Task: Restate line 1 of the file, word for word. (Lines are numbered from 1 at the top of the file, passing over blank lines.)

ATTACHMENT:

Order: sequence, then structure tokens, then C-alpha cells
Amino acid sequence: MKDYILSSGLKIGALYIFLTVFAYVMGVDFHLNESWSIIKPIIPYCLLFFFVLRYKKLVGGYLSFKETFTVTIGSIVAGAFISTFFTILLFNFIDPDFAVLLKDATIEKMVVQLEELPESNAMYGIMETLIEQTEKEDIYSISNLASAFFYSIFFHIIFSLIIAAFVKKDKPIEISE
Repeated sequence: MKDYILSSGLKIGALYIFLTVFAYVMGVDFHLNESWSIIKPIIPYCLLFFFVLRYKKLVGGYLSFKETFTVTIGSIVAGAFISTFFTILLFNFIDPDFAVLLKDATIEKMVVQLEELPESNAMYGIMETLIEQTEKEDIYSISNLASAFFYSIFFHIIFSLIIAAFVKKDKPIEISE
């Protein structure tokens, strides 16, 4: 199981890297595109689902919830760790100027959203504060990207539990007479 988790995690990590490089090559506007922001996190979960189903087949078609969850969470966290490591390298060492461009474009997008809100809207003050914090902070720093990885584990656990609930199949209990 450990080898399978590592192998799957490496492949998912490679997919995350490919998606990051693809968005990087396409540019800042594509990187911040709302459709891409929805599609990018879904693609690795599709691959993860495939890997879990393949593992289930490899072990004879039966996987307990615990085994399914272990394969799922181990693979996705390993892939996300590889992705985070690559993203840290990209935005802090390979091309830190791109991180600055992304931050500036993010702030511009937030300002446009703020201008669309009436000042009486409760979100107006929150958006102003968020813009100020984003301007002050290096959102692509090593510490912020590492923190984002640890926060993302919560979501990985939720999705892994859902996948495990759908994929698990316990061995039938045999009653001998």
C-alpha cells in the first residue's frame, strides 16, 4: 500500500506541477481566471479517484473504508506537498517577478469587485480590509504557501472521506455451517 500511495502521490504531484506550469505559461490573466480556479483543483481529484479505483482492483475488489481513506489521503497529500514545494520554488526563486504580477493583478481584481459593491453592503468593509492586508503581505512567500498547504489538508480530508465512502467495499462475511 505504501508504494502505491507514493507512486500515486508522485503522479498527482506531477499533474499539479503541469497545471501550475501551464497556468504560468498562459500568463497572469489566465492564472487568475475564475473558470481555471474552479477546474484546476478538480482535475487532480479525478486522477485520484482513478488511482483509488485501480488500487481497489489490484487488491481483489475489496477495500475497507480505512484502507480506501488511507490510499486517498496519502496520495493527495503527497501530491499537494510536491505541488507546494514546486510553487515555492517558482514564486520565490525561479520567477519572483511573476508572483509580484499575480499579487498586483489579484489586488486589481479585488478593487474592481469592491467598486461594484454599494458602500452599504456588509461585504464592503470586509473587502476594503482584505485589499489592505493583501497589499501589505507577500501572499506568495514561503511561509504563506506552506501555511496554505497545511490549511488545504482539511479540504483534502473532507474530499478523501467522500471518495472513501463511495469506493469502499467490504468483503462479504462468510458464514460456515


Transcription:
Order: sequence, then structure tokens, then C-alpha cells